Example : Calculation of transmit EIRP for an antenna having the following data. Transmit power per carrier- 0.28 W, antenna feeder loss-1.00 dB, antenna pointing loss-0.70 dB And transmitter antenna gain 45.21dB. Solution Transmit EIRP = 10 log (0.28)-1 + 45.21- 0.70 = 37.98 dB 6. Satellite operating flux density (dB /Sq m) The traveling tube amplifier in a satellite transponder exhibits power output saturation. The flux density required in the receiving antenna to produce saturation of the TWTA is termed the saturation flux density. Satellite operating flux density = Transmitter EIRP Up link Rain attenuation 162.2 (dB /Sq m).[4] Example : calculate satellite operating flux density (dB /Sq m)for the satellite having EIRP 37.98 dB and no rain attenuation . Solution Satellite operating flux density dB/Sq m = 37.98- 162.2 = -124.21 dB/Sq m 7. Amplifier back off To reduce inter-modulation distortion, the operating point of the TWT must be shifted to the linear portion of the curve, the reduction in input power being referred as input back off. When multiple carriers present, the power around saturation, for any carrier, is somewhat less than the achieved with single carrier operation. The input back-off is the difference in decibels between the carrier input at the operating point, and saturation input that would be required for single carrier operation. 8. Power rating of ground transmitter It the power delivered by the ground transmitter. Power rating of ground transmitter can be expressed as Power rating of ground transmitter =10((10 log (Number of carriers * Power per carrier)+amplifier backoff)/10) .[5]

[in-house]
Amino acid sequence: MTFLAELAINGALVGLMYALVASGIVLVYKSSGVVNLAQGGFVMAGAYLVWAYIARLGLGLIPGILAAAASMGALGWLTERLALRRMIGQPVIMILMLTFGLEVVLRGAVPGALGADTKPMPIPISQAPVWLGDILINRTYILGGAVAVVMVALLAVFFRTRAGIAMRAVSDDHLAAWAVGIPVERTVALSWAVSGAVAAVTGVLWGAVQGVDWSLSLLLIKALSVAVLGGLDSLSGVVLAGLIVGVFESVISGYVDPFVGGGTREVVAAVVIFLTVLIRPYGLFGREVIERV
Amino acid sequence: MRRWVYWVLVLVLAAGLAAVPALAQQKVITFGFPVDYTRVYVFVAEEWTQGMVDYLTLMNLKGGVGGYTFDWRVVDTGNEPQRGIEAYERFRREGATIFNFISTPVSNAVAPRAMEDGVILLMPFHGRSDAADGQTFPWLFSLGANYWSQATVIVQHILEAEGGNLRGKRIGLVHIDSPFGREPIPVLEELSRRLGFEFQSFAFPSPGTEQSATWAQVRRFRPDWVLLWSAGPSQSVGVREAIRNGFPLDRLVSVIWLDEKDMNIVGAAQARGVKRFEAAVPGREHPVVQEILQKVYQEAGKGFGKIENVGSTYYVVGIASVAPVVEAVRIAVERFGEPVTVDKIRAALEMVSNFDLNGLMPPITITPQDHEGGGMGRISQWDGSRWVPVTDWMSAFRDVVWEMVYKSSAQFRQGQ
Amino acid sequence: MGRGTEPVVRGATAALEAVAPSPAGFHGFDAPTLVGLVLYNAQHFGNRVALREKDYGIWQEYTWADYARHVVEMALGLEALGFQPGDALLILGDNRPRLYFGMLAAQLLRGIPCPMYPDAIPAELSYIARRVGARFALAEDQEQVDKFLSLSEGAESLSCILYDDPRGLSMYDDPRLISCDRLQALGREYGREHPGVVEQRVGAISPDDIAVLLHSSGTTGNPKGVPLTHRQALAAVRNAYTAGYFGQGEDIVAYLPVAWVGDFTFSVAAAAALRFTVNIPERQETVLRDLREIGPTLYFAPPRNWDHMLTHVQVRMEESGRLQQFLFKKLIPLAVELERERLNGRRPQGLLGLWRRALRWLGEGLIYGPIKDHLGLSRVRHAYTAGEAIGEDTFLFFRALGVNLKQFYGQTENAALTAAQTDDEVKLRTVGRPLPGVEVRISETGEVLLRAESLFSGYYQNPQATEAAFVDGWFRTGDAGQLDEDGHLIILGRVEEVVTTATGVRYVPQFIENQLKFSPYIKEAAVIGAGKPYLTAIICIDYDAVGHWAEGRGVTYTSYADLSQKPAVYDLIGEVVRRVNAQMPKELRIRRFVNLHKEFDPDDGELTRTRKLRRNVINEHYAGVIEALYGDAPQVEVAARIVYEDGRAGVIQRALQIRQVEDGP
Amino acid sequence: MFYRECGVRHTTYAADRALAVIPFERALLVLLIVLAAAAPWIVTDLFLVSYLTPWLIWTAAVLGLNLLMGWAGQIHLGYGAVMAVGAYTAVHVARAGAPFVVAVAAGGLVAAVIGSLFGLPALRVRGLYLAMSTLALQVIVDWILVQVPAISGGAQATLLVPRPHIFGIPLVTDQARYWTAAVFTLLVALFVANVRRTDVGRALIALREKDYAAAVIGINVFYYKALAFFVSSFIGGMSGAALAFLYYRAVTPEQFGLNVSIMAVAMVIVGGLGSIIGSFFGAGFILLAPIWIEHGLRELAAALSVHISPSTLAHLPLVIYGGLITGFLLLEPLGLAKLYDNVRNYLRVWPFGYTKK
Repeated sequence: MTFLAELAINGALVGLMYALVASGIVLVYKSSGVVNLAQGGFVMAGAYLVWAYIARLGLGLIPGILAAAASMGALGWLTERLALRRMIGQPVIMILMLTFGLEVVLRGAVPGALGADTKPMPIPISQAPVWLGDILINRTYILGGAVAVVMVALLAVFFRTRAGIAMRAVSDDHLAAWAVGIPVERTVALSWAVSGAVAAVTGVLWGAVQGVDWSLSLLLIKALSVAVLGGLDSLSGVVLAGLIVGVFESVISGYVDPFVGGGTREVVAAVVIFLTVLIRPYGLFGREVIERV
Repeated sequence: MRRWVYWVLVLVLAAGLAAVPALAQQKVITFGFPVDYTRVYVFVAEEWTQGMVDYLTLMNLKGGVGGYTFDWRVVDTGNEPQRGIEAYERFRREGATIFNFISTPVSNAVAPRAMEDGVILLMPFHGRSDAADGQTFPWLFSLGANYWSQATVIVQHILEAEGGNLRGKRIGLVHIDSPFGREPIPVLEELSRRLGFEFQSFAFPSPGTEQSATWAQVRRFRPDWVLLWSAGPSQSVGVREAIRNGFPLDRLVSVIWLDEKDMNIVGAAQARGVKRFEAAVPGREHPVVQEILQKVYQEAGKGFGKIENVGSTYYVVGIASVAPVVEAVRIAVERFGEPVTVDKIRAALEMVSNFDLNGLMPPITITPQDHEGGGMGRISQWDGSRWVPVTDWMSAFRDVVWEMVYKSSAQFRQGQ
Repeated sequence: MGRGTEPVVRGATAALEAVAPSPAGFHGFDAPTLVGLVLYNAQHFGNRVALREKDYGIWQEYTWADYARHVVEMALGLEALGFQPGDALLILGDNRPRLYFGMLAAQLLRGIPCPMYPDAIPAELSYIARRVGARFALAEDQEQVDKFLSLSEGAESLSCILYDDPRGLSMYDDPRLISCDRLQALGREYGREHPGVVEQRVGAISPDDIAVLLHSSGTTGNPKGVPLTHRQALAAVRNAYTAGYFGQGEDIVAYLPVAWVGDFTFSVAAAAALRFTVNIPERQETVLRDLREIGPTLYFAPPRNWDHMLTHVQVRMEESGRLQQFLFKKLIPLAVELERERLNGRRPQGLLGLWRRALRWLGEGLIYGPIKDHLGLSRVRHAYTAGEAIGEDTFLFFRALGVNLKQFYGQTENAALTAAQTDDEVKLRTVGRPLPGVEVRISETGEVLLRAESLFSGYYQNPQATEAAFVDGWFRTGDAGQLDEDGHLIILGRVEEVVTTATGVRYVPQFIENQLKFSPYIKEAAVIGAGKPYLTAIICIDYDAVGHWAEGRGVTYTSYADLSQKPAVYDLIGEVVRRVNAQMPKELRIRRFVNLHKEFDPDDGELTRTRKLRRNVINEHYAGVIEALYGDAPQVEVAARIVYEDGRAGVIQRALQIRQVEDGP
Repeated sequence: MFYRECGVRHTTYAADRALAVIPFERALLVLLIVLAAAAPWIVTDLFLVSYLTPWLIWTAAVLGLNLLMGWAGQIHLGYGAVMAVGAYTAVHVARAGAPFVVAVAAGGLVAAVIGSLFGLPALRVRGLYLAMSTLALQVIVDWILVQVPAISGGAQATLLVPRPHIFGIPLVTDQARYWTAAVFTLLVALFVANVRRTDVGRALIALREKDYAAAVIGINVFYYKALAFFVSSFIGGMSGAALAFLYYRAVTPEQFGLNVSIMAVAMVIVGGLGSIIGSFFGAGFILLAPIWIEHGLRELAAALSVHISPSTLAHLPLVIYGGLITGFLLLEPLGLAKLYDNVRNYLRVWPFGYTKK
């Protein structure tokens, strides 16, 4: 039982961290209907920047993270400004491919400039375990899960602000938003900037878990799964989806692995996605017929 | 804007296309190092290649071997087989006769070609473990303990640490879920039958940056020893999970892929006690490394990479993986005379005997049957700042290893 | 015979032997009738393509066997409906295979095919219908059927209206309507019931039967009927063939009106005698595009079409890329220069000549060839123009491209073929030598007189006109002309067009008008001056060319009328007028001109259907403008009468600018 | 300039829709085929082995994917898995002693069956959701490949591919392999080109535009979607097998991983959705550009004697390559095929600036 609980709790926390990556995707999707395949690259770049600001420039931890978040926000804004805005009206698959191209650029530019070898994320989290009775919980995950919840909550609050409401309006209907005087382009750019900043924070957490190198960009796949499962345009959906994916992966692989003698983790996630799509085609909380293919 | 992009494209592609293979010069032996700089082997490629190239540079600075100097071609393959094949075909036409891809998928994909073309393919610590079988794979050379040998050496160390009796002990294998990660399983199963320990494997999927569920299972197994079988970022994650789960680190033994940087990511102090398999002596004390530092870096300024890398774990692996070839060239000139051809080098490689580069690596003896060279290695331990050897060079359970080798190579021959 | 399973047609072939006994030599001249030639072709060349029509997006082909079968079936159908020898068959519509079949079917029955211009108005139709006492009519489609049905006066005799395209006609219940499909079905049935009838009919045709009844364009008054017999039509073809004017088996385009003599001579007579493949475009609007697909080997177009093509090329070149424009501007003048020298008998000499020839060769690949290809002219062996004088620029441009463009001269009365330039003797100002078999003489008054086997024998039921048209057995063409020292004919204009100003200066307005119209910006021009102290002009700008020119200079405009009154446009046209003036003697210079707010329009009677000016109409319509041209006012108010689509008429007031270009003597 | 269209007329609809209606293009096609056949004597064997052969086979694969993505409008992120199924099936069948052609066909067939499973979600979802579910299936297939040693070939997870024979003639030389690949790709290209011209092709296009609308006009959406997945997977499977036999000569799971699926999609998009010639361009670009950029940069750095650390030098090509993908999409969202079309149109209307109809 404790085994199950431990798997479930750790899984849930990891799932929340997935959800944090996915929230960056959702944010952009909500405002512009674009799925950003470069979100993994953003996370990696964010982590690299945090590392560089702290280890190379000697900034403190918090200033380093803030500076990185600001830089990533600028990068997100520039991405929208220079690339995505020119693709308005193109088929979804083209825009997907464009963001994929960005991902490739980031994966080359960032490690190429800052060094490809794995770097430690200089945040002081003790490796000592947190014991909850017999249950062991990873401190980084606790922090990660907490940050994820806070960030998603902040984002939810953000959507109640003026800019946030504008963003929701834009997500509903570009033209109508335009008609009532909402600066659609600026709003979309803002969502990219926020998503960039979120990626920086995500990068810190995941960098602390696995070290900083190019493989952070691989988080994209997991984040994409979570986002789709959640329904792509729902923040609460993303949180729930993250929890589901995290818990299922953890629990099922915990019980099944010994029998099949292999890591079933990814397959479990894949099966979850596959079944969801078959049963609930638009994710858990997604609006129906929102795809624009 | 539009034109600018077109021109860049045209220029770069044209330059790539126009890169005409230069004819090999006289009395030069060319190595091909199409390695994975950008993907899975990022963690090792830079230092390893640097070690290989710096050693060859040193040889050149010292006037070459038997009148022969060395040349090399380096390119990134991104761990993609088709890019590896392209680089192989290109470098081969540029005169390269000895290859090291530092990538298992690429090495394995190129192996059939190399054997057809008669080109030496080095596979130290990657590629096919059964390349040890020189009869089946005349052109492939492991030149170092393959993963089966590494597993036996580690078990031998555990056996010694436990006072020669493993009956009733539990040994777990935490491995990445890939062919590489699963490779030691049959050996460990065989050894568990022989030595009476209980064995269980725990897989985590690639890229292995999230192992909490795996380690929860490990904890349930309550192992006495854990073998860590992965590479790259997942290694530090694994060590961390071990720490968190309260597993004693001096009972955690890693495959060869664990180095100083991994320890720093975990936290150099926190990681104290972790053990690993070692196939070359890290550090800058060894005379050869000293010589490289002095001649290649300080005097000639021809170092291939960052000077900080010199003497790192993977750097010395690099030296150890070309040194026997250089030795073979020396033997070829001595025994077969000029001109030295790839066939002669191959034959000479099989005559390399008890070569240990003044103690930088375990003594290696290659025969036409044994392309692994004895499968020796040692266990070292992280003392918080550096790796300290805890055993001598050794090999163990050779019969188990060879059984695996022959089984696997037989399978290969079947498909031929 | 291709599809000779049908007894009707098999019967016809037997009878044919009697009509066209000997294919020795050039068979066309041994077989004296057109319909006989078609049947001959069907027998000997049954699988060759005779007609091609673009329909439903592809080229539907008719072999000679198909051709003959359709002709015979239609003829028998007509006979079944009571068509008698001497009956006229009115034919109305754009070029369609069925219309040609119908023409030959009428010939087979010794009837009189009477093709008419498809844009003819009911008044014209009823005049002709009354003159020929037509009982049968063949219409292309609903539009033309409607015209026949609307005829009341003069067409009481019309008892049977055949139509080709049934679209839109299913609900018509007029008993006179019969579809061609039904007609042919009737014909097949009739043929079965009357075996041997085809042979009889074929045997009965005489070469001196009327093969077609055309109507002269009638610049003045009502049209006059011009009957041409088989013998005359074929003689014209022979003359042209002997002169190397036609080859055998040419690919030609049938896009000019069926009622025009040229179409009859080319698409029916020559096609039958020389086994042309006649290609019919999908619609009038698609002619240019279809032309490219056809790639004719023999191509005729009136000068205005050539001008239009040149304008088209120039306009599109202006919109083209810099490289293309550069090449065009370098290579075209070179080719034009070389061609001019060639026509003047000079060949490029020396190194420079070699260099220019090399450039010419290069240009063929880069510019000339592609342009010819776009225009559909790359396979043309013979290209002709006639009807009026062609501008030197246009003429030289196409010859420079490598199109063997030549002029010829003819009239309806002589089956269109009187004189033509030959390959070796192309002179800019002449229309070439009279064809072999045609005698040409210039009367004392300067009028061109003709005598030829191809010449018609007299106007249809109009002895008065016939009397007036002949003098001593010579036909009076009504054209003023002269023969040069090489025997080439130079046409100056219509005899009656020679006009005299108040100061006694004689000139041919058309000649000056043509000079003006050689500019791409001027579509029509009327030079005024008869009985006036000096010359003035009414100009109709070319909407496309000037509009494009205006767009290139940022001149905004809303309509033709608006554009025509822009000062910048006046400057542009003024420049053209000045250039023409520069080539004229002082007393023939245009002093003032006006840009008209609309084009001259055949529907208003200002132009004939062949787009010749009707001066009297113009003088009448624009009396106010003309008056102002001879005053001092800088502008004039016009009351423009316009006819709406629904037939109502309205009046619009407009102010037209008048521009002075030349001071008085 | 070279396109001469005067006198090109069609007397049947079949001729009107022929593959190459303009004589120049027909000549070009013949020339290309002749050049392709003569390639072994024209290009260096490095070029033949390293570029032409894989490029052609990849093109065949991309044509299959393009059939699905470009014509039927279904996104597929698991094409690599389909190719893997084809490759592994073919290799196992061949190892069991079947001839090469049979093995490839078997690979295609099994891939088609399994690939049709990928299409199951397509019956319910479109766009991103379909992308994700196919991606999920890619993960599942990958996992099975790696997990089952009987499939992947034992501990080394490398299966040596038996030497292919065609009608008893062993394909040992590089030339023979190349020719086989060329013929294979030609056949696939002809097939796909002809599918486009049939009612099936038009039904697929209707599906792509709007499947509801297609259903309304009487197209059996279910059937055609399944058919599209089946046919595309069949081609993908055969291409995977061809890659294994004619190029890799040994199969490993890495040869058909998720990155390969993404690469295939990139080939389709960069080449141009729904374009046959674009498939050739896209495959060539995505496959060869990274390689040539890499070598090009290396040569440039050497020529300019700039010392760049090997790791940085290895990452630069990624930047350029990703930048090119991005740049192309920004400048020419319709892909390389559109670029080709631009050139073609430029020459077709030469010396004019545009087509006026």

Example : calculate power rating of ground transmitter operating at following conditions. Number of carriers- 1, Power per carrier- 0.28 W, Amplifier back off0 dB. Solution Power rating of ground transmitter = 10((10 log (Number of carriers * Power per carrier)+amplifier backoff)/10) = 0.28 W